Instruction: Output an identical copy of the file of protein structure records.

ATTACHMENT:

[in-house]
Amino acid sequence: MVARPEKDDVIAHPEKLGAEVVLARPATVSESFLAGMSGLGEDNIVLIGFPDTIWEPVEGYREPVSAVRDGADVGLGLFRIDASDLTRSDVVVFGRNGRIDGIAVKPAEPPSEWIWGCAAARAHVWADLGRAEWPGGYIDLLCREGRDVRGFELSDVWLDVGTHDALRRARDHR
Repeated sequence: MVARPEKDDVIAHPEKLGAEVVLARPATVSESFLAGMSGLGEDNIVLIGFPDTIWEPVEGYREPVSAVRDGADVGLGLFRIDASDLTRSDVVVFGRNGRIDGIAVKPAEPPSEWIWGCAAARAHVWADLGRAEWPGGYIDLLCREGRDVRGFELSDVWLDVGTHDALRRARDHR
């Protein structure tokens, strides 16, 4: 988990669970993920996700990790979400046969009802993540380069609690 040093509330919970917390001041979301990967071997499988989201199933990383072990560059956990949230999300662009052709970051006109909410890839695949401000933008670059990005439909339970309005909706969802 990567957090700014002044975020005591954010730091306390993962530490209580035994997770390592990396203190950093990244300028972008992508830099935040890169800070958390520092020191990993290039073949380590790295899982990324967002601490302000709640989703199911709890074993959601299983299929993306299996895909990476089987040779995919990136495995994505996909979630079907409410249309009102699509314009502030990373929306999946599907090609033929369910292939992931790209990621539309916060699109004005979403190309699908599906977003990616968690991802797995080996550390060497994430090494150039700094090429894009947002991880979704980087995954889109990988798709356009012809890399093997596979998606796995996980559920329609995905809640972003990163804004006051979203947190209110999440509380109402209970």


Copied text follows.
[in-house]
Amino acid sequence: MVARPEKDDVIAHPEKLGAEVVLARPATVSESFLAGMSGLGEDNIVLIGFPDTIWEPVEGYREPVSAVRDGADVGLGLFRIDASDLTRSDVVVFGRNGRIDGIAVKPAEPPSEWIWGCAAARAHVWADLGRAEWPGGYIDLLCREGRDVRGFELSDVWLDVGTHDALRRARDHR
Repeated sequence: MVARPEKDDVIAHPEKLGAEVVLARPATVSESFLAGMSGLGEDNIVLIGFPDTIWEPVEGYREPVSAVRDGADVGLGLFRIDASDLTRSDVVVFGRNGRIDGIAVKPAEPPSEWIWGCAAARAHVWADLGRAEWPGGYIDLLCREGRDVRGFELSDVWLDVGTHDALRRARDHR
């Protein structure tokens, strides 16, 4: 988990669970993920996700990790979400046969009802993540380069609690 040093509330919970917390001041979301990967071997499988989201199933990383072990560059956990949230999300662009052709970051006109909410890839695949401000933008670059990005439909339970309005909706969802 990567957090700014002044975020005591954010730091306390993962530490209580035994997770390592990396203190950093990244300028972008992508830099935040890169800070958390520092020191990993290039073949380590790295899982990324967002601490302000709640989703199911709890074993959601299983299929993306299996895909990476089987040779995919990136495995994505996909979630079907409410249309009102699509314009502030990373929306999946599907090609033929369910292939992931790209990621539309916060699109004005979403190309699908599906977003990616968690991802797995080996550390060497994430090494150039700094090429894009947002991880979704980087995954889109990988798709356009012809890399093997596979998606796995996980559920329609995905809640972003990163804004006051979203947190209110999440509380109402209970």